When you consider the factors of individuality and age alone, it is difficult to see how therapy can be assessed quantitatively. The scientist is limited to what is observable, probably the least important aspects of the disorder-the frequency of repetitions, prolongations, etc. Assessments of efficacy based on observable aspects of stuttering tell us that the tip of the iceberg has melted. Unfortunately, it may roll over and show a new face. Of course, attitudes, beliefs, and thoughts can be measured too, but only indirectly, and this limits conclusions.
Forums like STUTT-L, Letting GO, and NSP conventions are the best way to figure out what works for whom and when. We should do the science too, but it will always deal with the most trivial parts of the problem.
Stutterers (like most people, actually) seem rarely to have an accurate sense of what they are doing. This could be, of course, because their protective coat of denial filters out the unpleasant part of experience. One of the important things about denial, as I have heard Janet say many times, is that it is like being asleep; you don't know you have been doing it until you wake up.
Denial can be global or partial. For example, a member of the Stutt-L discussion list who lives in the Netherlands posted a long time ago that when she was blocking severely she felt as though she was outside of her body and "flying" above the conversational scene. Many stutterers have experienced something like this, where they are partly out of touch with their surroundings during severe blocking. This may worry the person, but it is just the mind protecting itself from pain by going off some where for a while where it is safer, not much different really from day dreaming when you are bored, although in this case the escape is from something more unpleasant than boredom, and the escape is correspondingly more complete. This is "global" denial.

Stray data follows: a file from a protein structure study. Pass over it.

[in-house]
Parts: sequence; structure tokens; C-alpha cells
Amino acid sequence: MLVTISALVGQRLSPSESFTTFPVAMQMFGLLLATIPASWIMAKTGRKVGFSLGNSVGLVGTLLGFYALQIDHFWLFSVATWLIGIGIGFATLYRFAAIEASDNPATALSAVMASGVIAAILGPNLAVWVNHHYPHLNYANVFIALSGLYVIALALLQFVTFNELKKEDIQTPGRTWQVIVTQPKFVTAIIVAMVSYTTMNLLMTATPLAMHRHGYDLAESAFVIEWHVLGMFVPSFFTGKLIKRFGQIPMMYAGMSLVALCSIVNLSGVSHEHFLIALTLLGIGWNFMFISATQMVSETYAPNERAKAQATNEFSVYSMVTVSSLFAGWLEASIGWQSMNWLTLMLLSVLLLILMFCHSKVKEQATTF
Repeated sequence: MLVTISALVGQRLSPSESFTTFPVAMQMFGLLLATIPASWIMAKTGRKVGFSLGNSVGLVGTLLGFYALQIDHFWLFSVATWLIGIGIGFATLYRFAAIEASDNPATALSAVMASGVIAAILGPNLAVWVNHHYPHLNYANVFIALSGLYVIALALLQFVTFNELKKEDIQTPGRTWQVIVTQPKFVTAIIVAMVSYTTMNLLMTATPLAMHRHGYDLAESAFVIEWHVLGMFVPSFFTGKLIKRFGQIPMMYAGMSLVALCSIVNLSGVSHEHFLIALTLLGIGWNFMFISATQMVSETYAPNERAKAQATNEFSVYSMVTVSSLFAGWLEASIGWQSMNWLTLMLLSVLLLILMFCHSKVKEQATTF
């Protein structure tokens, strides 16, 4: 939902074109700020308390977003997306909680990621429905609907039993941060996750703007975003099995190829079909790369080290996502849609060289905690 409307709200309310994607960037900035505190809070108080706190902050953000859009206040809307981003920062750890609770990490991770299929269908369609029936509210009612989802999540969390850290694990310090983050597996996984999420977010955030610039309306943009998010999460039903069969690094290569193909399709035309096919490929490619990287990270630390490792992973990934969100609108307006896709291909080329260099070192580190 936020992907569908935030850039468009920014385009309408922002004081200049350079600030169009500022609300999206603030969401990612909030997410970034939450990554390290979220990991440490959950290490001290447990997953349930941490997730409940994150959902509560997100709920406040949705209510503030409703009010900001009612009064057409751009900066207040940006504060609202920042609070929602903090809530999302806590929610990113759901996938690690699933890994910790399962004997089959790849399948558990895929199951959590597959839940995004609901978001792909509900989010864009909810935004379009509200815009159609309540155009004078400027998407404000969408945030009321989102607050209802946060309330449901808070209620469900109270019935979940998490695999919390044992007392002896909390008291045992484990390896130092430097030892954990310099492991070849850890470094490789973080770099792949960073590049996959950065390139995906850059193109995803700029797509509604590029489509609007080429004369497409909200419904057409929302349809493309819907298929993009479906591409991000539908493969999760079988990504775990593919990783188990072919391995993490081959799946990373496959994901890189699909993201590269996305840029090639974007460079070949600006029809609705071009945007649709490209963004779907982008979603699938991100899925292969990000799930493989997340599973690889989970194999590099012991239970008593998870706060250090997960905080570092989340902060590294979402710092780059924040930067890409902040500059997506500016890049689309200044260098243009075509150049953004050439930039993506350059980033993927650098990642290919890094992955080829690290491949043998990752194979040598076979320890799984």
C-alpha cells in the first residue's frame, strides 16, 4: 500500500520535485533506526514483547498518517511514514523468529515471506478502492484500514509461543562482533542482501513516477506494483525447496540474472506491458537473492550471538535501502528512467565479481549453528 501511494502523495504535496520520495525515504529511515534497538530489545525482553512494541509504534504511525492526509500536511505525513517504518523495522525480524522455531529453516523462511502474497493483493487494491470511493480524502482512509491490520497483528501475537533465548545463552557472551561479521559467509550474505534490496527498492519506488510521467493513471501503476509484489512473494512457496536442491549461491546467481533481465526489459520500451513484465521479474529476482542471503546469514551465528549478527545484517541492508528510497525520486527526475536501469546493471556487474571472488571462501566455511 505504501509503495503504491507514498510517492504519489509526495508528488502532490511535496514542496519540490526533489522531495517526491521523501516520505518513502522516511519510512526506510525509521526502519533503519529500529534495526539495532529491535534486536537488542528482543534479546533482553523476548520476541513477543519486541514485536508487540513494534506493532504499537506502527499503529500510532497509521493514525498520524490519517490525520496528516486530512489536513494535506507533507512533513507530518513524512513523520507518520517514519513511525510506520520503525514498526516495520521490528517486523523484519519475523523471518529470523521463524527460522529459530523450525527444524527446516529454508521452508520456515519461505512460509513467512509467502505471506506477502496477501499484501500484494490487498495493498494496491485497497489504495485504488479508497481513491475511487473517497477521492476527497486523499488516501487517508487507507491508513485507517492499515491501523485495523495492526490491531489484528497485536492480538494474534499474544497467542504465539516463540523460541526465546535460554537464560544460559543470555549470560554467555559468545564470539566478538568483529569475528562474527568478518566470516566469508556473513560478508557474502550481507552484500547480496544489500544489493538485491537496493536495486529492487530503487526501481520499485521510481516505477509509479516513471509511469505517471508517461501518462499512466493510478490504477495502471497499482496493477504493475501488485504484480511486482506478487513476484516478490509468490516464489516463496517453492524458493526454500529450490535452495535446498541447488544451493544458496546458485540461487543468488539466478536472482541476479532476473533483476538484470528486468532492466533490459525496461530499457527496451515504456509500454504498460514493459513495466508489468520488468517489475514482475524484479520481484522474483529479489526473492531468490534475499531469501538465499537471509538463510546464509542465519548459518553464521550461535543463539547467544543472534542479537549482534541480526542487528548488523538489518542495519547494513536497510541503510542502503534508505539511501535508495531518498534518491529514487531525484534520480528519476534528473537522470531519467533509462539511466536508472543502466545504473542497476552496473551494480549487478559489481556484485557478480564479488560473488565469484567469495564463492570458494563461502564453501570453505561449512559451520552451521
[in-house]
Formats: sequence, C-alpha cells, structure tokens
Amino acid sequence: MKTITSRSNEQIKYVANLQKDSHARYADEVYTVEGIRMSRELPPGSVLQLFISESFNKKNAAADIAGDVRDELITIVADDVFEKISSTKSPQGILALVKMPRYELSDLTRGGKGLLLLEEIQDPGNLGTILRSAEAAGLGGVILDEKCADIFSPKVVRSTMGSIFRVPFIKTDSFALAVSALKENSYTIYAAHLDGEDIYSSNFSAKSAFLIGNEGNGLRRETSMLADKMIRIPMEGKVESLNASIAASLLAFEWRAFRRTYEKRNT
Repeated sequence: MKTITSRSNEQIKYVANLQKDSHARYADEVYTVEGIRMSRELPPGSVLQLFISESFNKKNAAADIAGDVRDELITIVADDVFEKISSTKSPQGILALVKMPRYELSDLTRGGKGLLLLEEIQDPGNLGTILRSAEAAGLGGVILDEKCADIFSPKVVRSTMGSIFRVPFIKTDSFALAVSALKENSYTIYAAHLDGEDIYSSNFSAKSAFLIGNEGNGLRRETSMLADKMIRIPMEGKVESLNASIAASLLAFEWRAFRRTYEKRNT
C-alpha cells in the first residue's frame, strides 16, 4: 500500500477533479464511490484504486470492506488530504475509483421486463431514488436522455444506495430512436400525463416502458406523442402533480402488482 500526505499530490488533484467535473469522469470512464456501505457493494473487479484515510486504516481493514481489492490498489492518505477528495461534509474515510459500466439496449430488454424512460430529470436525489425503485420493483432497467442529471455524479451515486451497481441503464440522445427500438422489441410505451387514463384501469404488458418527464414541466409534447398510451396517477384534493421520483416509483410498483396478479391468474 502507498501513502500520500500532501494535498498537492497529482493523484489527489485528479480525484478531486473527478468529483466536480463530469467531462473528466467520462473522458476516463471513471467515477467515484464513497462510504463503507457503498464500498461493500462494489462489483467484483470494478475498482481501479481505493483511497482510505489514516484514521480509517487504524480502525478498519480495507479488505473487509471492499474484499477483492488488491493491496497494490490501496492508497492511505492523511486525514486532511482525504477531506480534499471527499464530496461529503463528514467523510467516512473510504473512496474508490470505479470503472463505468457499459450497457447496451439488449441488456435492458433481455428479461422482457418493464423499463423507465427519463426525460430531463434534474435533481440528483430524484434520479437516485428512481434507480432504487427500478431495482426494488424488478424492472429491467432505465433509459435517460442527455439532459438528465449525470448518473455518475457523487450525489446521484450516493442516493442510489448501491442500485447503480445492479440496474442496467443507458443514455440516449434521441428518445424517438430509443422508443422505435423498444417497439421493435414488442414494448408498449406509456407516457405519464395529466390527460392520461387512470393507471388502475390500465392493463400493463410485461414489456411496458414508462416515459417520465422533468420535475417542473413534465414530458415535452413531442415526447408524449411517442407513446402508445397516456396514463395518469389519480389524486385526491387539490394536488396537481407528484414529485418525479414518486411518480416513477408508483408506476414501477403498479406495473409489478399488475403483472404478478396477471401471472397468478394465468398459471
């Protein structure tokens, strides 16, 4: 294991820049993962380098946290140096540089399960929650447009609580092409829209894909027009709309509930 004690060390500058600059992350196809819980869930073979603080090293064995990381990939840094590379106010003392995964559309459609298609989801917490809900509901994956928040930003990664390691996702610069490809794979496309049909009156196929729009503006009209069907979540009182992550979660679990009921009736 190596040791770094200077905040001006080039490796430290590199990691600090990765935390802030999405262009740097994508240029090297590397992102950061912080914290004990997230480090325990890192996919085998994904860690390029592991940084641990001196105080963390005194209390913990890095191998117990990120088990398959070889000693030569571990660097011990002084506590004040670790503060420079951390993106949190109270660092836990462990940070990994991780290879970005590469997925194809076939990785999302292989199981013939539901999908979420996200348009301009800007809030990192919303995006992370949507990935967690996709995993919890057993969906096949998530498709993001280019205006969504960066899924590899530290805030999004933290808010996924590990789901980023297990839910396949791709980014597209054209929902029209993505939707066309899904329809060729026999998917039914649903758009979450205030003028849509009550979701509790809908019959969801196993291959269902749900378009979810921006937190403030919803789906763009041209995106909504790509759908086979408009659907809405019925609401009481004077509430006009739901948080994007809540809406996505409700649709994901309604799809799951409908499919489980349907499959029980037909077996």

But denial also has more subtle forms. Just saying to yourself, "Well, I stuttered a little today, but it wasn't really so bad" can be a form of denial called minimizing. "It didn't really hurt. Not that much" (Somehow this sounds like a Saturday Night Live skit where the guy drops a knife and it sticks in his foot, and he says something like "Ooh, that's annoying. Good thing it wasn't an ax")
Some people deny by living in the past or in the future. Others by being so angry at or concerned with someone else that they don't have time or energy to face themselves. There are many forms of it, and they influence the stutterer's perception of self, of the stuttering, of feelings and thoughts, how others see him or her, just about anything that might be painful. In denial, it is difficult to see the problem as it really is. In spite of this, I believe that most stutterers have the information about themselves and about their speech to find the solutions that will work best for them. Getting past denial is an important first step. That's how to get to all that information. But it is hard and sometimes complicated.
I think this is what Van Riper was aiming for when he worked, early in therapy, on "identification." But this was too limited. Identifying when stuttering occurs is just the beginning. Hal Starbuck, another fine clinician, took it further and had stutterers identify more of the details of their behavior in a step he called "analysis" But I think there is much more than behavior to become aware of. The sequence of events may begin with the apprehension that in a few words you are going to stutter, then sudden feelings of panic, thoughts of other words to say, time passing, try to postpone a little, take a quick stab at the word, uh oh it's going to be a doozy, try it, it's not working, bigger panic, try a trick, it doesn't work, more time passing, push hard, block hard, force it out, and then afterward trying to talk fast to make up for the time lost, reflecting back on what happened ("I was lucky to get out of that one alive"). All thoughts and feelings are important to be aware of, to acknowledge as real, even get to know them a little better, "embrace" them, as Janet says. But that is the beginning of acceptance, so l will end here.
Woody Starkweather is a professor at Temple University and Co-Director, with Janet Givens Ackerman, of the Birch Tree Foundation, which is dedicated to the support of people who stutter. Their book, Stuttering will be published by Pro-Ed in the Spring.